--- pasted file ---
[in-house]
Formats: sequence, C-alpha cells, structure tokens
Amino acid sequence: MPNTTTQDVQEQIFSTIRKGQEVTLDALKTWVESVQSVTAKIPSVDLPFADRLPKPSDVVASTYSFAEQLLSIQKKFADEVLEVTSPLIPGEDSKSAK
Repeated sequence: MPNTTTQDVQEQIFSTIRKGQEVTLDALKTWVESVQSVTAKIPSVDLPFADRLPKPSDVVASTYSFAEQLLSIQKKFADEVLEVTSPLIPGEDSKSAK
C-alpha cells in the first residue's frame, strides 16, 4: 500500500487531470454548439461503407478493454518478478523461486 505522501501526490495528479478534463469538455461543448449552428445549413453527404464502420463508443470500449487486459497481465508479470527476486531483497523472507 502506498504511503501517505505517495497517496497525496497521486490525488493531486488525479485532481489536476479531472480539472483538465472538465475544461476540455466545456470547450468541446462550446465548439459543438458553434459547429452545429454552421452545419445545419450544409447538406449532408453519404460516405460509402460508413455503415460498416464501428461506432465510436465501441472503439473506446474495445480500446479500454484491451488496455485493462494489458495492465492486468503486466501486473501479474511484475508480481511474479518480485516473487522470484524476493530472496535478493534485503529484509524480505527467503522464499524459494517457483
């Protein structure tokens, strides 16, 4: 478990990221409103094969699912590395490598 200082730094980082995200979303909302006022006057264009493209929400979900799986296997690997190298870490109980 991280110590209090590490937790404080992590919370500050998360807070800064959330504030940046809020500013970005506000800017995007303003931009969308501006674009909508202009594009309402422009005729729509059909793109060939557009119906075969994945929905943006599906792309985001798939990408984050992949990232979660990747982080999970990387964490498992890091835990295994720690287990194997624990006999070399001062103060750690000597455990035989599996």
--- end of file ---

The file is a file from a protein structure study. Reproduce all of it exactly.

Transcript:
[in-house]
Formats: sequence, C-alpha cells, structure tokens
Amino acid sequence: MPNTTTQDVQEQIFSTIRKGQEVTLDALKTWVESVQSVTAKIPSVDLPFADRLPKPSDVVASTYSFAEQLLSIQKKFADEVLEVTSPLIPGEDSKSAK
Repeated sequence: MPNTTTQDVQEQIFSTIRKGQEVTLDALKTWVESVQSVTAKIPSVDLPFADRLPKPSDVVASTYSFAEQLLSIQKKFADEVLEVTSPLIPGEDSKSAK
C-alpha cells in the first residue's frame, strides 16, 4: 500500500487531470454548439461503407478493454518478478523461486 505522501501526490495528479478534463469538455461543448449552428445549413453527404464502420463508443470500449487486459497481465508479470527476486531483497523472507 502506498504511503501517505505517495497517496497525496497521486490525488493531486488525479485532481489536476479531472480539472483538465472538465475544461476540455466545456470547450468541446462550446465548439459543438458553434459547429452545429454552421452545419445545419450544409447538406449532408453519404460516405460509402460508413455503415460498416464501428461506432465510436465501441472503439473506446474495445480500446479500454484491451488496455485493462494489458495492465492486468503486466501486473501479474511484475508480481511474479518480485516473487522470484524476493530472496535478493534485503529484509524480505527467503522464499524459494517457483
């Protein structure tokens, strides 16, 4: 478990990221409103094969699912590395490598 200082730094980082995200979303909302006022006057264009493209929400979900799986296997690997190298870490109980 991280110590209090590490937790404080992590919370500050998360807070800064959330504030940046809020500013970005506000800017995007303003931009969308501006674009909508202009594009309402422009005729729509059909793109060939557009119906075969994945929905943006599906792309985001798939990408984050992949990232979660990747982080999970990387964490498992890091835990295994720690287990194997624990006999070399001062103060750690000597455990035989599996």